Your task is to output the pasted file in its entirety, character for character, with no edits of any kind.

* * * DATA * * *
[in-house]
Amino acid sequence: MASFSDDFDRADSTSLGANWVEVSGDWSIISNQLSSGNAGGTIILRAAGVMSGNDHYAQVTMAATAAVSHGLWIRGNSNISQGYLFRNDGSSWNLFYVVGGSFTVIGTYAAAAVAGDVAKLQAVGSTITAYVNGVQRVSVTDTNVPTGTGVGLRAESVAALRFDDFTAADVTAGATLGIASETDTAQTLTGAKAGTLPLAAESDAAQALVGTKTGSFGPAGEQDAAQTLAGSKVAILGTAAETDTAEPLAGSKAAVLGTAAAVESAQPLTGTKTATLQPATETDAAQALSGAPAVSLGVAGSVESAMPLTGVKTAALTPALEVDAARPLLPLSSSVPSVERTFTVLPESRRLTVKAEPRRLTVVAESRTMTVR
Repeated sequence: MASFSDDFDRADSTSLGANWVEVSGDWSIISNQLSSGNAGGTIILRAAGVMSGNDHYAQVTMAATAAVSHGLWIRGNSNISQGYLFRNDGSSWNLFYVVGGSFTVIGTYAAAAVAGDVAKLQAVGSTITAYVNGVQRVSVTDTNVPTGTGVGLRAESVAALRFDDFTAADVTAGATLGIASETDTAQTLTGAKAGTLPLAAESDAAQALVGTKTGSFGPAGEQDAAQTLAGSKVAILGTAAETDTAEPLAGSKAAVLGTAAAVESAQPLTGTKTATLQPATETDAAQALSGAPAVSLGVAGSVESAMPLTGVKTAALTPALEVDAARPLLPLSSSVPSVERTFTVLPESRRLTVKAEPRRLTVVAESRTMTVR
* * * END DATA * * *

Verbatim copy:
[in-house]
Amino acid sequence: MASFSDDFDRADSTSLGANWVEVSGDWSIISNQLSSGNAGGTIILRAAGVMSGNDHYAQVTMAATAAVSHGLWIRGNSNISQGYLFRNDGSSWNLFYVVGGSFTVIGTYAAAAVAGDVAKLQAVGSTITAYVNGVQRVSVTDTNVPTGTGVGLRAESVAALRFDDFTAADVTAGATLGIASETDTAQTLTGAKAGTLPLAAESDAAQALVGTKTGSFGPAGEQDAAQTLAGSKVAILGTAAETDTAEPLAGSKAAVLGTAAAVESAQPLTGTKTATLQPATETDAAQALSGAPAVSLGVAGSVESAMPLTGVKTAALTPALEVDAARPLLPLSSSVPSVERTFTVLPESRRLTVKAEPRRLTVVAESRTMTVR
Repeated sequence: MASFSDDFDRADSTSLGANWVEVSGDWSIISNQLSSGNAGGTIILRAAGVMSGNDHYAQVTMAATAAVSHGLWIRGNSNISQGYLFRNDGSSWNLFYVVGGSFTVIGTYAAAAVAGDVAKLQAVGSTITAYVNGVQRVSVTDTNVPTGTGVGLRAESVAALRFDDFTAADVTAGATLGIASETDTAQTLTGAKAGTLPLAAESDAAQALVGTKTGSFGPAGEQDAAQTLAGSKVAILGTAAETDTAEPLAGSKAAVLGTAAAVESAQPLTGTKTATLQPATETDAAQALSGAPAVSLGVAGSVESAMPLTGVKTAALTPALEVDAARPLLPLSSSVPSVERTFTVLPESRRLTVKAEPRRLTVVAESRTMTVR